Your book has turned out splendidly and you are to be congratulated. It is excellent and is a most valuable insight into the life of a young officer in WW1. The footnotes on each page are invaluable and I have learnt a huge amount. I will now be in a position to ‘test’ various gunner officers in my village.
by Brigadier DS
David Hutchison's The Young Gunner is not a novel, yet as the story of young Colin Hutchison (MCS 1905-1911) the author's Grandfather, unfolds, one is as much caught up in his story as in any of Sebastian Faulks' or Pat Barker's fictional WW1 characters. The author's meticulous research aided by extensive letters and journals from his Grandfather makes this a book for anyone from the military historian, to those who want to ponder what really went through the minds of the young men of that' lost generation' of the First World War. The author allows young 2nd Lieutenant C.R.M. Hutchison to speak for himself through his letters and journals, in a way that we get a vivid picture of who he was...and are able to trace the development from a young innocent talented Artillery officer, quite quickly to battle hardened veteran and onward to war weary and possibly slightly lost acting colonel at the end of the War. For Colin Hutchison emerged at the age of 25 from four full years of war as a highly decorated (DSO and bar, MC and Bar plus mentioned in dispatches x4) officer, into a land not really fit for heroes, with little understanding of what those heroes had been through. In the pages of this book we gain at least some of this understanding. One very poignant passage tells of his simply walking into a barrage and sitting down waiting for a shell to fall on his head...desperately needing rest or a ' blighty'.
Because Colin served through the whole War, the journey his letters take us on, reads like a list of all the major battles of WW1, from Mons to Festubert, from Loos to the Somme, from Passchendaele to the Spring Offensive of 1918 and finally to the Armistice. And herein lies the skill of the author, for he manages to weave his grandfather’s personal story around a very well-constructed insight into the job of the Royal Artillery in WW1 as well as explaining the military strategies and plans of each battle. If you read it as a military historian there is much of great insight and interest, but if you read it as someone interested in people, via the extra-ordinary story of this remarkable young man you will learn lots of military history too almost without realising. The style is clear, the footnotes and diagrams are informative and interesting, the content absorbing.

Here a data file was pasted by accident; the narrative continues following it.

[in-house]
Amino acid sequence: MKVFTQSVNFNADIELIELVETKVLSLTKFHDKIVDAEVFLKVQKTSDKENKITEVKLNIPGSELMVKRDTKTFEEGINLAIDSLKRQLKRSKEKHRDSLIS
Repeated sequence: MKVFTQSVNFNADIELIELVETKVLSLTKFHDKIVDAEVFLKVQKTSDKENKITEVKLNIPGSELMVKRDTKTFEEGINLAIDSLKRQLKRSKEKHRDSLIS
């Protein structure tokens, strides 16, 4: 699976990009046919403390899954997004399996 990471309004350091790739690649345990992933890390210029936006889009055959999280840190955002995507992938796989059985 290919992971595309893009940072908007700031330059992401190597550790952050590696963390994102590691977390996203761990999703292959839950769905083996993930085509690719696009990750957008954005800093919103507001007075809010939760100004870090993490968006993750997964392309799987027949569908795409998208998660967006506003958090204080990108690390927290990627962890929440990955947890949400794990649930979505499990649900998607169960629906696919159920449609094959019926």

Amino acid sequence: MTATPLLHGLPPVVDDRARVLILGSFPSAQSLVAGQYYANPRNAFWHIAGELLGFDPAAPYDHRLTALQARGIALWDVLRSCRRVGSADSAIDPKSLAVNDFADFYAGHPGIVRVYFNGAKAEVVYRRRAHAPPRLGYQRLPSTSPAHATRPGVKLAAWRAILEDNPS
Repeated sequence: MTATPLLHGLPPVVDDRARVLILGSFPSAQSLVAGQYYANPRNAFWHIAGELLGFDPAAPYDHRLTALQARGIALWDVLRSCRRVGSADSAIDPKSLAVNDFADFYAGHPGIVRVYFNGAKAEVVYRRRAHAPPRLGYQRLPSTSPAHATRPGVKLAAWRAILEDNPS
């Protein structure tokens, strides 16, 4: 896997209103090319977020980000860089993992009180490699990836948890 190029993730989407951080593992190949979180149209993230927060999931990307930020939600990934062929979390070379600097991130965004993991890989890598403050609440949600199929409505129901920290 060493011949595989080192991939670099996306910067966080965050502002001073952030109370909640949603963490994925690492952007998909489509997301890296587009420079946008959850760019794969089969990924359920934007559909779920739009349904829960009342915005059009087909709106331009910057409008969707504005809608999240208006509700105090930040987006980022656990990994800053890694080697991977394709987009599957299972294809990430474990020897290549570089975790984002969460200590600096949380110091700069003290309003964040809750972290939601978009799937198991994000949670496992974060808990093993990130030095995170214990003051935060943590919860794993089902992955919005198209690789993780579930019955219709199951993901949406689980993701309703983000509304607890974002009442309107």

Colin Hutchison went on to serve in the Second World War dying at the age of 50 in 1943 in North Africa, a Brigadier in the Royal Artillery. The author understandably says he regrets never knowing his Grandfather; I suspect after writing this labour of love he knows him better than he could have imagined, and in doing so has given us the privilege of knowing him too. There are some stories so important that they really cry out and need to be told, I thank David Hutchison for telling one of them.
by N. B.
A unique record from the censored letters and uncensored journal of a critically alert, front line artillery officer in the First World War who remarkably survived until the end. A fascinating social and military commentary with an eminently reasonable analysis by the author of the year to year successes and failings of artillery strategy and how it contrasted with French and German strategy. Each general is fairly assessed with regard to artillery tactics and general strategy. It should, with existing analyses of different aspects of the war, contribute to a more well rounded picture of the conflict.
I congratulate you on the book. I think it is probably not a book for most general readers, but for those who are interested in the subject and there are a lot of those, it is wonderfully informative.
The production is impressive too. Nice readable type, excellent maps, a good variety of pictures. A lot of books from smart mainstream publishers don’t manage to achieve that. I do hope the book gets a wide readership. It deserves to.
by BB, retired publisher
A first-hand account has a relevance few history books can deliver, no matter how learned the author. This book brings the Great War to life, seen through the eyes of a young Regular officer, commissioned from the Royal Military Academy, Woolwich early in 1913.
Colin Hutchinson’s letters and journals provide a wonderful degree of immediacy to the daily life of an artillery officer in Flanders right through from the arrival of the BEF to the Armistice. He had to cope with confusing orders, being shelled and the whole question of looking after horses. The latter obviously need more attention than mechanical transport and it is too easy for the modern reader to take them for granted, forgetting that they were a considerable part of the daily life of a Gunner in those days.
The book also describes the gradual change that took place in the balance between the infantry and the artillery in planning operations. This is a particularly interesting part of the book and subjects like wire-cutting operations and the varieties of barrages will enthral the technical Gunners amongst us.
The book is very well compiled by Colin’s grandson. There are useful explanatory footnotes on almost every page, excellent maps and photographs, and a valuable summation of the lessons learned by the artillery in a year-by-year overview, which to a historian are worth the price of the book on its own. I found the book deeply interesting and strongly recommend it.
by KT (Brigadier)